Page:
Parade Magazine Science Editor to Speak on Campus
David Levy, science editor for Parade Magazine and the discoverer of 22 comets, is coming to SUNY Plattsburgh. His presentation, "A Night-Watchman's Journey: My Life and Hard Times as a Searcher of Comets" will take place on Friday, Aug. 29, at 3 p.m., in the Krinovitz Recital Hall in Hawkins Hall on the corner of Beekmantown and Cornelia streets.
Levy's presentation is free and open to the public. A reception will be held in the Honors Center, Room 125, Hawkins Hall, following his talk.
Among the 22 comets Levy discovered is Shoemaker-Levy 9. Co-discovered by Eugene and Carolyn Shoemaker, Shoemaker-Levy 9 is famous for its collision with Jupiter in 1994. According to NASA, this collision was the first one of its kind to be observed by humans.
Levy is also a contributing editor for Sky and Telescope Magazine, writing its monthly "Star Trails" column. He has written and/or edited 35 books and was on the team that won an Emmy for writing the script of the Discovery Channel documentary 'Three Minutes to Impact."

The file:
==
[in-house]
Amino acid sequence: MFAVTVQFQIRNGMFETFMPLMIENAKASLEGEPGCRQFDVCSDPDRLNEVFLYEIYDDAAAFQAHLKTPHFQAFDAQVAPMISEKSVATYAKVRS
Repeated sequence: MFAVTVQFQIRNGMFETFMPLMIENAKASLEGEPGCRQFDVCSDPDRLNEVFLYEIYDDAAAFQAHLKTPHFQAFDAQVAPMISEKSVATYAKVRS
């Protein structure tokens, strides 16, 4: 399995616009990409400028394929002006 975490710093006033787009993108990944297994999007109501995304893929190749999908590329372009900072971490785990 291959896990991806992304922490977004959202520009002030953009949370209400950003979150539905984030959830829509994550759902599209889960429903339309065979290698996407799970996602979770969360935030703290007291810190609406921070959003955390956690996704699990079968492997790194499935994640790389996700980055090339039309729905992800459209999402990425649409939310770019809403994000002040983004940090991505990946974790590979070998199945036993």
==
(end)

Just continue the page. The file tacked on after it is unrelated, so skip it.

Having given more than 1000 lectures and high profile interviews, Levy is a well-known lecturer, who has made appearances on the "Today Show," "Good Morning America" and "ABC World News Tonight."
"It is an exceptional opportunity and honor for SUNY Plattsburgh to host David Levy, one of the world's best-known astronomers," said Dr. David Mowry, SUNY distinguished teaching professor of philosophy and director of the college's Honors Center. "Mr. Levy's continued connection to and interest in SUNY Plattsburgh is an important indication of the unusual educational opportunities the college provides its students."
Levy's connection with SUNY Plattsburgh began when he was a teenager and attended the college's Adirondack Science Camp at Twin Valleys Outdoor Education Center near Lewis, N.Y. According to Levy, his visits to Twin Valleys between 1964 and 1966 led him to become an amateur and eventually a professional astronomer.
Since then, Levy has returned to the college to be a part of various astronomy gatherings at Twin Valleys and to receive an honorary degree from the State University of New York at the college's spring 2005 commencement ceremony.
Levy has also become a patron of the college, donating a 14-inch reflecting telescope and mounts. Eventually, the college hopes to build an observatory to house the telescope at Twin Valleys and utilize telecommunications so that students and faculty can benefit from it without leaving campus.